They could still draft a quarterback later on as a longer term possibility, but Palmer would provide some veteran leadership in a one or two year rental situation. While it might only produce a six or seven win season for the Cardinals, at least the Arians/Steve Keim era would have some forward momentum. And the Seahawks have shown that starting a new regime with two 7-9 seasons isn’t necessarily a road to constant mediocrity.
One realistic possibility could be the idea of going Fisher/Johnson and then Mike Glennon in round two. Certainly Glennon has the kind of arm strength Arians is used to working with. There’s something to be said for not ‘needing’ to panic at quarterback, however. I think Seattle showed that. You’d have to feel very comfortable about Glennon to go in that direction. And Arians hasn’t really hand-picked Ben Roethlisberger or Andrew Luck, so we don’t know that arm strength is the defining factor here. I doubt the rest of the division would be too concerned about that prospect of facing Glennon, even with Fitzgerald as a target. However, the Cardinals will conduct a private work-out with the NC State quarterback tomorrow.
If the Cardinals do add Palmer, Johnson and Ertz to their offense, it could provide a fourth wheel to the blossoming monster truck named the NFC West. They’d still be favourites to finish 4th in the division, but they’d certainly offer a few blooded noses along the way and re-establish some momentum. Rest assured nobody will be particularly concerned about the Cardinals if they’re starting Drew Stanton at quarterback. And I say that as a fan. But I’m really only a fan because his second name is very similar to mine.
Big day for Barkley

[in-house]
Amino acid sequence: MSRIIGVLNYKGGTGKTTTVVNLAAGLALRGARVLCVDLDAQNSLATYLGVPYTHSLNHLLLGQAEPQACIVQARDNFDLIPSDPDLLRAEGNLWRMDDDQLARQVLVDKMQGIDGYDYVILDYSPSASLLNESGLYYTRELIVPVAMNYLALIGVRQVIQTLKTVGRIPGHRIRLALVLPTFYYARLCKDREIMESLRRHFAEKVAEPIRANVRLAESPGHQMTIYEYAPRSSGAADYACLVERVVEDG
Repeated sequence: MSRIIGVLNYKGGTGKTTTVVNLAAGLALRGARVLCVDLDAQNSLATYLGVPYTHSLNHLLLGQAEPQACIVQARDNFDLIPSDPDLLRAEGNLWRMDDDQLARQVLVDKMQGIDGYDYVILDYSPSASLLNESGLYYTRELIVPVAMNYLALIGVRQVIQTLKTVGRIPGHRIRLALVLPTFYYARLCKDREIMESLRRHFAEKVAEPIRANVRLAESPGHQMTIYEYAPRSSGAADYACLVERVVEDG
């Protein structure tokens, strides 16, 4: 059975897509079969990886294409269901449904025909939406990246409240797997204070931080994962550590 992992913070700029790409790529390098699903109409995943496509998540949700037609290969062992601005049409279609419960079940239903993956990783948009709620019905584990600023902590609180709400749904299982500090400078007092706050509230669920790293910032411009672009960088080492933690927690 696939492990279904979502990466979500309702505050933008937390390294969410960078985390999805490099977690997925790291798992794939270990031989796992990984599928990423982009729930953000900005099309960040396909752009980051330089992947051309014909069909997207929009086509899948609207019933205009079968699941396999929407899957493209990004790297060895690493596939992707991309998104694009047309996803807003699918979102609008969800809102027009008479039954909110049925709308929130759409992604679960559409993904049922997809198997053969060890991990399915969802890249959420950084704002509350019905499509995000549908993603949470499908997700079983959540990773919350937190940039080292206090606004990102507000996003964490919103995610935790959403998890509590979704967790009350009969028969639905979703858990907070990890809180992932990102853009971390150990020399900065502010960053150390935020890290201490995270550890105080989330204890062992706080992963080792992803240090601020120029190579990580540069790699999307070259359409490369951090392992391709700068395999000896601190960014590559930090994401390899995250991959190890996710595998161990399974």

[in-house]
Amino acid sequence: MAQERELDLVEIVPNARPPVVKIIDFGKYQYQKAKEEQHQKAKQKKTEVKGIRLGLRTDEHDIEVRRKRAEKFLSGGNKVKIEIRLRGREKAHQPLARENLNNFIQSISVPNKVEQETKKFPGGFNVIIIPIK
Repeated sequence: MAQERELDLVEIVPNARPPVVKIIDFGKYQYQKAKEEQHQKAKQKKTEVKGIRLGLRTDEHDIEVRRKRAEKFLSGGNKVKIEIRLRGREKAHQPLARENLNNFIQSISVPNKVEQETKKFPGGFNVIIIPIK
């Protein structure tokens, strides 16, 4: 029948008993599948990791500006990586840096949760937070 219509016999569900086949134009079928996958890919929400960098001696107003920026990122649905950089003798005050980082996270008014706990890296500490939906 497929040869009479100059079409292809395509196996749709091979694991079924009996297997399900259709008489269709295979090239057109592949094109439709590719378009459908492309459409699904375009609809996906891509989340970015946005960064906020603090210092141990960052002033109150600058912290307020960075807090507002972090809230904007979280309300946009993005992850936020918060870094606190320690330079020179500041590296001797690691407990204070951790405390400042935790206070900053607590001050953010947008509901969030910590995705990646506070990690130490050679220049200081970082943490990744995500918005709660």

Wednesday is a crucial day for Matt Barkley. After an off-season of constant hand-wringing about his arm strength (can anyone remember the comparison to Kellen Moore a few weeks ago? Who said that again?), he finally gets a chance to gain some momentum.
There’s no doubting he’ll perform well. After all, when’s the last time you heard a negative report from a college pro-day? And despite a lot of negativity around his physical performance in college, I suspect there will be a handful of teams ready to put their stock in his talents.
Don’t count out the Jaguars here. I think there’s an extremely strong chance they’ll move down from #2 with teams like Buffalo looking to get hold of Geno Smith. They could possibly move down again from the #8 range to accumulate further picks. Don’t forget how Carroll and Schneider built their defense in Seattle — the core didn’t come in the first round. The Jaguars could search for role players (LEO, interior size, talented safety) in rounds 2-3.
Gus Bradley will surely be aware of Barkley’s talents having spent a lot of time with Carroll. I have no doubt whatsoever that had Russellmania never happened in Seattle, they’d be targeting Barkley to lead Seattle’s offense. We’ll see what happens. Yet as far as matches go, I think Barkley in Jacksonville isn’t an unrealistic proposition. The hoopla about their presence at the West Virginia pro-day looked a bit of a smoke screen to me (RE: Geno Smith). We’ll see what presence they have at USC on Wednesday.
Ohio State’s John Simon is a favourite on this blog and it was good to see he enjoyed a productive work-out today in front of scouts. He’s been struggling with a slight injury since the Senior Bowl.
John Simon/DE-OLB/Ohio St pro-day: 4.62s-40, 34inch vert, 10′ 1″ broad,7.10 3Cone, 4.2s short shuttle..caught all passes in LB drills.. — Tony Pauline (@TonyPauline) March 25, 2013
More on John Simon/DE-OLB/Ohio St:looked terrific in DL & OLB drills.Fluid and quick.Pass coverage skills & ability to drop surprising
— Tony Pauline (@TonyPauline) March 25, 2013
If you’re wondering what all the fuss is about, here’s a refresher: